Often (and, perhaps, not as often as is justified), questioners here get
"DAGS" replies. I would suggest an amended (if awkward as a new acronym)
reply to some of those questioners, DAGIS - do a google images search. For
starters, this cuts down on web documents that do not have relevant
pictures -- and, often, the questioner is looking for a picture of an item
or a plan, or both.
And, it can be easier to scan the results.
Consider a recent question posted here for rubber band gun plans. Compare
the results from a simple Google search:
and from a Google images search:
(A side benefit: Note that the images link is shorter, so fewer "wrap"
problems - a bane of some here.)
FWIW. -- Igor
PS: While I may not agree with these distinctions as a general proposition
(i.e., outside DOD), for those woodsmith wordsmiths among us, re the term
"acronym", this is from a recent Wash Post article:
For those who don't know the drill, the Army document explains that an
abbreviation is a shortened form of a word or phrase, such as "appt" for
"appointment." A brevity code is an abridged form, normally in uppercase
letters, of commonly used phrases (for example, "REFRAD means release from
active duty"). And an acronym is a word manufactured from the initial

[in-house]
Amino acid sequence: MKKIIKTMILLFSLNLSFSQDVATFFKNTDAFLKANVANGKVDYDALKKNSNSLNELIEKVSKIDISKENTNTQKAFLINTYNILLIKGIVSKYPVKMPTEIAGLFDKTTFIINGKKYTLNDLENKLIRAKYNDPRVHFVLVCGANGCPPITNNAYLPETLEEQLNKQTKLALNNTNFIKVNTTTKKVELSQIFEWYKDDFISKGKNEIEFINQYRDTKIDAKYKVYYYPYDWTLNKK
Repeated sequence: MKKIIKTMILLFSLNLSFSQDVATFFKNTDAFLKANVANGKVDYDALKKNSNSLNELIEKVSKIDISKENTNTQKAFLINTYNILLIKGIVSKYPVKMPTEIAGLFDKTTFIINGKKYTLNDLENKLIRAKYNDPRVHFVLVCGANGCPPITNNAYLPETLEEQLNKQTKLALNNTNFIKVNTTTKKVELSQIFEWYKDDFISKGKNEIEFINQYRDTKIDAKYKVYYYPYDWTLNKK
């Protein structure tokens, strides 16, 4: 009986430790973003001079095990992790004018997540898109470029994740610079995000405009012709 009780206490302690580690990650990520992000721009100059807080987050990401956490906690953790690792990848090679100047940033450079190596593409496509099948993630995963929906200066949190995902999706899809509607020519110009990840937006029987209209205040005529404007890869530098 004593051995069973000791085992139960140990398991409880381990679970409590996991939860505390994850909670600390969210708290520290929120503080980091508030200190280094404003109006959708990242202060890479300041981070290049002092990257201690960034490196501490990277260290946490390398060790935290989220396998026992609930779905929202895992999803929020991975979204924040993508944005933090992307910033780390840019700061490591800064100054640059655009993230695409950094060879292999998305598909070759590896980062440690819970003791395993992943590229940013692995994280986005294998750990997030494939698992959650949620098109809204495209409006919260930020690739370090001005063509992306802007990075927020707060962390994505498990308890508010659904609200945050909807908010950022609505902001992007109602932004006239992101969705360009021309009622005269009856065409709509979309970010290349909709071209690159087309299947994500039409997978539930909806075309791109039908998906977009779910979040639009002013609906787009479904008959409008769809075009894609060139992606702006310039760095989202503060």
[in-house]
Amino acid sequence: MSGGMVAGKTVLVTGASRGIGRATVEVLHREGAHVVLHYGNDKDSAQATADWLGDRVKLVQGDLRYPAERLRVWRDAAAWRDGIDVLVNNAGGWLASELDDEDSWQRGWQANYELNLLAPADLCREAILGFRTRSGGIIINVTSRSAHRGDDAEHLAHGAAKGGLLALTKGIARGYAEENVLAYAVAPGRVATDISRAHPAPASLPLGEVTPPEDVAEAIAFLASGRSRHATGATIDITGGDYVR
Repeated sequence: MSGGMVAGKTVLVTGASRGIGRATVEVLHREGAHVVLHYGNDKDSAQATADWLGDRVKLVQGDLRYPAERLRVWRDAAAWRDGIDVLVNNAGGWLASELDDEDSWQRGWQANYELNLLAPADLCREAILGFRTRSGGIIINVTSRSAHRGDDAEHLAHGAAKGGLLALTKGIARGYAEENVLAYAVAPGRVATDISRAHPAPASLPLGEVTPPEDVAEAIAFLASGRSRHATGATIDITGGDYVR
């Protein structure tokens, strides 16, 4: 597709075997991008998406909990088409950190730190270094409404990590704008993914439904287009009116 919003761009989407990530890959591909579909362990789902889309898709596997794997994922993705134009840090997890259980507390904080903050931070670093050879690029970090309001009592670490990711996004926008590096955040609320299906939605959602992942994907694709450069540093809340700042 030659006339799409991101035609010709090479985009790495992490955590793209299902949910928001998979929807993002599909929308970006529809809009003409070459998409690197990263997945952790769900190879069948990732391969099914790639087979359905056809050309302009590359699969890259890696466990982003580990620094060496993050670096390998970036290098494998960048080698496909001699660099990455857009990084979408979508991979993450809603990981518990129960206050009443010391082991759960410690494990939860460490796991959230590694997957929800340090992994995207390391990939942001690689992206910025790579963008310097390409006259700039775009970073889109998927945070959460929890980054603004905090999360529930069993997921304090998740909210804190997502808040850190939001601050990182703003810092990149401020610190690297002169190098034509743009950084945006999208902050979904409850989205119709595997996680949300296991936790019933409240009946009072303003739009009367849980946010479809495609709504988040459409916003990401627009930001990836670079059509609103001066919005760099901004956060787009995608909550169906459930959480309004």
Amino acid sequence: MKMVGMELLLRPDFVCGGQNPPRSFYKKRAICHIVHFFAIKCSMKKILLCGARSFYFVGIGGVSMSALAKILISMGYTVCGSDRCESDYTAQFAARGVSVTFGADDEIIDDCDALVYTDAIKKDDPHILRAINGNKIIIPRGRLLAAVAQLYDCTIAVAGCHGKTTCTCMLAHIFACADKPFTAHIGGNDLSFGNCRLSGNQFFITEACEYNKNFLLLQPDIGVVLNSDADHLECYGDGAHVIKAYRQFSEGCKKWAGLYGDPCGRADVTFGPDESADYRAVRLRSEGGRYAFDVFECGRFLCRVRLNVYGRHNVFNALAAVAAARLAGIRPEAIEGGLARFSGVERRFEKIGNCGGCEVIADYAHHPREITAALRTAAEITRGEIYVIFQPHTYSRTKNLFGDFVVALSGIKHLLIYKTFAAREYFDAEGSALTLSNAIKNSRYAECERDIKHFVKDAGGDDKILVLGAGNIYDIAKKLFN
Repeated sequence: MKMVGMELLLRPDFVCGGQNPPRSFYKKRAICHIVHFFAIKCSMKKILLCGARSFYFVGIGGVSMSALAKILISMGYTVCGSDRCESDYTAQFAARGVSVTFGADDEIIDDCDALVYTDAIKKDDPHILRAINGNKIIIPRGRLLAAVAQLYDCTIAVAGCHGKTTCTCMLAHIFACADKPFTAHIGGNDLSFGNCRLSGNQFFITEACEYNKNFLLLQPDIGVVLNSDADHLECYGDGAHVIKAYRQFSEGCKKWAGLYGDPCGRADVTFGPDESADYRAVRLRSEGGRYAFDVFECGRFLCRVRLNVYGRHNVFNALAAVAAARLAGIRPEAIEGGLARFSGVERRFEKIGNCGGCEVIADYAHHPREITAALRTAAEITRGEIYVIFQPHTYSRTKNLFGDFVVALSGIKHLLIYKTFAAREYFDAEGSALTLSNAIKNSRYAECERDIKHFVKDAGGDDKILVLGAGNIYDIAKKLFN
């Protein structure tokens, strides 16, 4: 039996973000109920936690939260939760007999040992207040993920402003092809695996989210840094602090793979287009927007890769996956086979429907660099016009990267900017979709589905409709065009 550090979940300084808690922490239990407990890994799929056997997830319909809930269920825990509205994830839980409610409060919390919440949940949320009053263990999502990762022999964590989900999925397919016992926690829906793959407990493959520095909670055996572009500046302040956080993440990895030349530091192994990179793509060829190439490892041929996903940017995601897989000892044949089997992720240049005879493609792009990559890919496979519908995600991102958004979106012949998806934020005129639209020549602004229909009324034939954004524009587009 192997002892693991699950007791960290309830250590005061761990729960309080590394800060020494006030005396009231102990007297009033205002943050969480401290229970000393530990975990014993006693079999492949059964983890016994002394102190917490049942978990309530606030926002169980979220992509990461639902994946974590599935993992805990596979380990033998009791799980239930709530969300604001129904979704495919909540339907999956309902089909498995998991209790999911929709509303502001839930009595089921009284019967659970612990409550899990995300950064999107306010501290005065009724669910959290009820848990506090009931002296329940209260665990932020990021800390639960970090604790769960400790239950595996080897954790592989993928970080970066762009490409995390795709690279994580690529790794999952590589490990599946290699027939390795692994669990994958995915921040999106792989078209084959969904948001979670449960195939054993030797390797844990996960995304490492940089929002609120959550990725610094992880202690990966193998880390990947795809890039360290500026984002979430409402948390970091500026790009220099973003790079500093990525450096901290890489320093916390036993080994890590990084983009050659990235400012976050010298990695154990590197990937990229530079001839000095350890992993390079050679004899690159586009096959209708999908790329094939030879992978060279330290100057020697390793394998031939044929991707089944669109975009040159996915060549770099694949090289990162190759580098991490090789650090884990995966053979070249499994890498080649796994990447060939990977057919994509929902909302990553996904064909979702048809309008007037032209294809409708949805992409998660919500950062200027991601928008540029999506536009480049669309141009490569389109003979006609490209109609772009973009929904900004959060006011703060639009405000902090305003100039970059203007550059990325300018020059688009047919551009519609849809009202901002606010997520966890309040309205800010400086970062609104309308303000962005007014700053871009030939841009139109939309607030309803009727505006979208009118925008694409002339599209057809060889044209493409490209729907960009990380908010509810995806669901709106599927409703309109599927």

letter or letters of a name or a series of words ("ASAP means as soon as
Sat, Jan 8, 2005, 4:07pm (EST+5) no email@example.com (igor) says:
<snip> Consider a recent question posted here for rubber band gun plans.
Compare the results from a simple Google search: <snip>
It ain't like it takes a rocket scientist to figure one out, but,
somehow I get the feeling that anyone who asks for "plans" for a
rubberband gun, would get no help from a picture of one.
Rubberband gun: One piece of wood, maybe 6" long, 3/4" thick,
about 2-3" wide. Drive a nail in one edge, to be a "trigger". Use
rubberbands to hold wooden clothes clamp clothes pin on one end. Hook
rubberband over one end, pull, and put end of rubberband in clothespin.
Hold like a pistol, pul "trigger", clothespin opens, rubberband shoots.
Or, hold your hand out, make a fist, point your first finger out,
loop rubberband over the end of the finger, hold in place with thumb.
Point, lift thumb, shoot rubberband.
And, now we're going to get some weenie whining about how dangerous
rubberband guns are and womeone is going to get blinded.
EVERY THING THAT HAPPENS STAYS HAPPENED.
If I wanted to see pictures of rubber band guns my Google search would have been:
+"rubber band gun" +picture
Here's they results of that search which even links to "Google Images":
Buffalo, NY - USA
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